Julianek's journal

It is now my turn to create my journal!

A quick presentation/recap first :
So I am Julien, 30, have been married for two months now to a wonderful polish woman.
We arrived in Zürich at the beginning of 2016, and we were living in Paris before.
I have been now working for 6 years (5 in France, 1 in Switzerland) as a software developer for the financial industry.
However, moving to Switzerland has been really beneficial because, even if i was very frugal in France, I managed to save as much in one year as in five in France :slight_smile:

Our goal is to retire in ten years and go to live in Poland. My target is thus 1,2 M CHF, which is composed of the following :
-200kCHF should be (very) sufficient to buy a house there (the average is around 400-500k zlotys, which make 100-125k CHF) but I prefer to have a margin for inflation and small construction projects as I would like to have a small farm.
-1M CHF for our passive income. With a yield of 4%, this should provide annually 40k CHF. Monthly, this amounts in local currency to around 13000 Zlotys, which is more than three time the polish gross salary. So this should be largely enough to provide for a family of two adults and two children.

I know i am overshooting but I still need to take into account inflation and local taxation, which is not clear yet.

So this is the target. Now for our current sources of income :
-I have a annual gross salary of 110k CHF, so that leaves me with a net monthly salary after contributions and Quellensteuer of 7615 CHF
-the current practice in my company is to give an annual bonus of around 20%. I know i should not expect that to happen every year, but even if it happens only half of the years, this should lead at the end of 10 years to more than 100kCHF, so that makes a big difference in my project.
-My wife is currently doing small jobs : her focus is to learn german quickly and it should help her to find a better job. She does that by principally taking care of children. Good thing with children is, they won’t judge you if you make language mistakes and they are happy to correct you, so it accelerates learning! The money she earns allow her to pay for healthcare insurance, her part of food and small expenses.

Now for the main expenses :
-I pay the rent for both of us : we live in a 65 m2 apartment in Zürich with a very nice view on the Alps, and the rent is 1500 CHF, including water and other expenses, which from what i have seen from Zürich standards, is quite low.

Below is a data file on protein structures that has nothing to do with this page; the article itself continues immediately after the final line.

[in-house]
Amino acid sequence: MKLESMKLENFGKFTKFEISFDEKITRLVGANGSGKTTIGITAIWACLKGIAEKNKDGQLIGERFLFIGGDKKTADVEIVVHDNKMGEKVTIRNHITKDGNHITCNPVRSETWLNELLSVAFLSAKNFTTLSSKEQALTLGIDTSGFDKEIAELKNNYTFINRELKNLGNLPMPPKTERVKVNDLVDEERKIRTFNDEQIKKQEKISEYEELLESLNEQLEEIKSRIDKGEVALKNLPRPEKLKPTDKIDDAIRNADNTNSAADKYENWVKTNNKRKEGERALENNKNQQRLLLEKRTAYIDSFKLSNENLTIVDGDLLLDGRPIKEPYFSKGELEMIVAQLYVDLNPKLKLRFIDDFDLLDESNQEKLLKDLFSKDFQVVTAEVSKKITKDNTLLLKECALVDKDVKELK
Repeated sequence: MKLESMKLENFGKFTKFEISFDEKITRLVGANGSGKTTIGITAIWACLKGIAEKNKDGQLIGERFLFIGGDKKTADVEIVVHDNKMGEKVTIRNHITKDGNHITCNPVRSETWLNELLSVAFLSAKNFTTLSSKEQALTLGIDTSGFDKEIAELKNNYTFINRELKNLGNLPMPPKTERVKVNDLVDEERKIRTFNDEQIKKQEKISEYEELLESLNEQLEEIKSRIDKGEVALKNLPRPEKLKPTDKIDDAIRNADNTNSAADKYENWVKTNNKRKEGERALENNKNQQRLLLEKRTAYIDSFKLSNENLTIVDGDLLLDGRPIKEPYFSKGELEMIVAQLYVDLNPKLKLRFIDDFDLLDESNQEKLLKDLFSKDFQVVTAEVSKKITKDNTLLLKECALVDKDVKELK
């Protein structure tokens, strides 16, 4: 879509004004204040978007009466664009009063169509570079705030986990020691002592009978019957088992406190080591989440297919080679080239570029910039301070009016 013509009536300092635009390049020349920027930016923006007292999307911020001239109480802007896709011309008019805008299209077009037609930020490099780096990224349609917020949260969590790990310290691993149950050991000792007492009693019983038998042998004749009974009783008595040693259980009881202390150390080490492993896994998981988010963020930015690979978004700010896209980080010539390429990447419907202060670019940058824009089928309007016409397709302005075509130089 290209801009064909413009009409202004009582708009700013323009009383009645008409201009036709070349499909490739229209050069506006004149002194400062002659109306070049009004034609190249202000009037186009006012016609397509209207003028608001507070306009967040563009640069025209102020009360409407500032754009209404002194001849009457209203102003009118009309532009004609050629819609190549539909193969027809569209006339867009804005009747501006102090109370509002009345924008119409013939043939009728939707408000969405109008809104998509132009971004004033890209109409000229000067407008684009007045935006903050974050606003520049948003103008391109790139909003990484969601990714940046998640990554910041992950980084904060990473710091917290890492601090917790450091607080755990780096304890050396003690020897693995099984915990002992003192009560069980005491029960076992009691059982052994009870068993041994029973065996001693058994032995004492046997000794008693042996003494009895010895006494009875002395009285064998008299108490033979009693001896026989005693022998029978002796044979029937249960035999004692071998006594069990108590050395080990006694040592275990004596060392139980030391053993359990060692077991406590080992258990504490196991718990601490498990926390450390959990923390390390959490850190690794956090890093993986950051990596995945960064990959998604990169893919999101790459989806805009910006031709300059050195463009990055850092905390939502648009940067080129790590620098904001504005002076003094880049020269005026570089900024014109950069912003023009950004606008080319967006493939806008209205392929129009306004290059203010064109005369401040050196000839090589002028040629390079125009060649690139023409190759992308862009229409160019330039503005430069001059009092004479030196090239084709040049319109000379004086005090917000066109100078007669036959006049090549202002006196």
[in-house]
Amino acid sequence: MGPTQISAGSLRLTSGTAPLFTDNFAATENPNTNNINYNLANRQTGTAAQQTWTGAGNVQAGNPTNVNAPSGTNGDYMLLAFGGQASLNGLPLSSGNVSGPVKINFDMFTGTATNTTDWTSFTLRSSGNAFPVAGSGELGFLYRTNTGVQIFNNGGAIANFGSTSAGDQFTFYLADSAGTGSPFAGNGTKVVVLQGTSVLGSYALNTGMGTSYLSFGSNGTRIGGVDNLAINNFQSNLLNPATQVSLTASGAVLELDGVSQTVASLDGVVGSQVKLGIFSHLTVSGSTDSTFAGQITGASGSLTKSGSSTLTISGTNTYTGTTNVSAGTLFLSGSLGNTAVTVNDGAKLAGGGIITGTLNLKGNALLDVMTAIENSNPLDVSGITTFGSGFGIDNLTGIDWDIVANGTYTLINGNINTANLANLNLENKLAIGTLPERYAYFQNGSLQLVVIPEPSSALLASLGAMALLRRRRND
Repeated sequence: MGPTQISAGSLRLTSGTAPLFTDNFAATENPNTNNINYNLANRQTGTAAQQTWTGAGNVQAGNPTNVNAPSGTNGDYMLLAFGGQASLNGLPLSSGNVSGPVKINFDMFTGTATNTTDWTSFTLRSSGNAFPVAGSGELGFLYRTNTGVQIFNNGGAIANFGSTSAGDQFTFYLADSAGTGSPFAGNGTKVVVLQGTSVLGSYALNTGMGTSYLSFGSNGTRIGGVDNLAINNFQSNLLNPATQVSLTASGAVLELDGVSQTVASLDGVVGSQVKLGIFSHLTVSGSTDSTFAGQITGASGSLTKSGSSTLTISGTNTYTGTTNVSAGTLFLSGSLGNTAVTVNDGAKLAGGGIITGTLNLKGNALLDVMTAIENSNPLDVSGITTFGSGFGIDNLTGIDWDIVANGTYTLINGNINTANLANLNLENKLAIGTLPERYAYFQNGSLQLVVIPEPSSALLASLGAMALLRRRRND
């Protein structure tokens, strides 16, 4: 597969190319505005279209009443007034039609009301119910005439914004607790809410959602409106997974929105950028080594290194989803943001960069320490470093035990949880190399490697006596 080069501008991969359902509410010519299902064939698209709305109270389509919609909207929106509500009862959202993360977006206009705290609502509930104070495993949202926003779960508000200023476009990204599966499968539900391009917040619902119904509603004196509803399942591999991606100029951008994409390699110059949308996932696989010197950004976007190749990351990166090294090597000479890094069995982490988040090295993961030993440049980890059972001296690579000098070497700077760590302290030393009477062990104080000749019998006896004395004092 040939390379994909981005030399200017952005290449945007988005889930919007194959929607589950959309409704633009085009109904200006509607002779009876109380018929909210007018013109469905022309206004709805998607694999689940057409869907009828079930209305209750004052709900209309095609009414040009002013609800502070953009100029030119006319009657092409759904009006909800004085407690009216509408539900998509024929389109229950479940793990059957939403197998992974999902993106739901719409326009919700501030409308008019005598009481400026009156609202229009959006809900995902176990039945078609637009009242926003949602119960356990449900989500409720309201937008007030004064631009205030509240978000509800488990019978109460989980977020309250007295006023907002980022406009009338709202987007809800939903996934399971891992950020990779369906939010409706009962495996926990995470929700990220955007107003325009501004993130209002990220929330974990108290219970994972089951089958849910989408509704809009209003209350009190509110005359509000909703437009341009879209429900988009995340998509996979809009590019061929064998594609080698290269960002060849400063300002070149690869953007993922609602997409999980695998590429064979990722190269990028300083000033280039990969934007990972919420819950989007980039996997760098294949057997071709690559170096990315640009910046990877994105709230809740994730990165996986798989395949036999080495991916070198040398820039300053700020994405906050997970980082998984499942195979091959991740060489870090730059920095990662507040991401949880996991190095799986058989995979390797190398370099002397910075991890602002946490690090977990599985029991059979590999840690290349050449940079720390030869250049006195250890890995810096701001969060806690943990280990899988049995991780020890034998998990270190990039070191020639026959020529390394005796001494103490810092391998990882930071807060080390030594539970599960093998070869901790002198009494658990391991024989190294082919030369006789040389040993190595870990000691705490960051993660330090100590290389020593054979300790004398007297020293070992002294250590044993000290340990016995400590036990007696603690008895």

-Healthcare : I pay now 340CHF per month for healthcare insurance(*)
-Food : I pay around 250 CHF per month for food (as i said, my wife pay also her part, so that is 250 CHF each)
-Utilities : Internet 40 CHF, electricity around 30CHF. I use my phone as rarely as possible, using Wifi/Whatsapp/Skype whenever possible. So my prepaid 20 CHF phone has not been reloaded since May.
-Transportation : I currently bike, but i am curious to see how the winter will be. I might take a ZVV subscription for the winter months.

(*) As I have mentioned in another topic, I had issues this year with a financial advisor which convinced me to subscribe to several assurances. I already made a topic with the life insurance for 3a pillar. However, at that time, i also subscribed for additional healthcare insurance/home insurances. I have realized lately that these are way overkill ( and also not at all advantageous for the life insurance). However, i also learned the hard way that in Switzerland, i cannot resiliate healthcare/home insurances contract when I want. So this will be regularized this year. I think it is important that i am being transparent with my rookie mistakes.

So that leaves me with a saving rate of around 72%, without taking possible bonuses into account. We can expect to save around 5400 CHF per month. Obviously we have to take into account unexpected expenses every month, so let’s be conservative and say 5100 CHF.

My current net worth is 85k CHF.
With the following assumptions :
-We will manage to save 5100 CHF every month
-I will have a bonus half of the time (which is conservative, given the past practices of my company)
-I am not taking any salary raise into account

=> I need an average annual return of 8% to retire at age 40. If I retire at age 41, it falls to only an average of 6% annual returns.

We’ll see how it goes, but i will consider it a success if I manage to retire before being 42 (the magical number, for those who know the reference :wink: )

Plus another thing is my second pillar : If I work until 40-42, i will have saved an additional 80-100k CHF that will compound until i am 65, and will be available then. Even with a small compounding rate, 100k CHF is the price of a nice house in Poland!

Challenges :
I mentioned kids above. We plan to have kids, and we are already looking for how we can minimize kid-related expenses. Facebook and Tutti are full of second hand baby items and this should help. MMM and ERE also have nice posts about how to handle kids while shooting for early retirement.

So this is it for my first journal post, I am open to every comments!


Hi Julianek,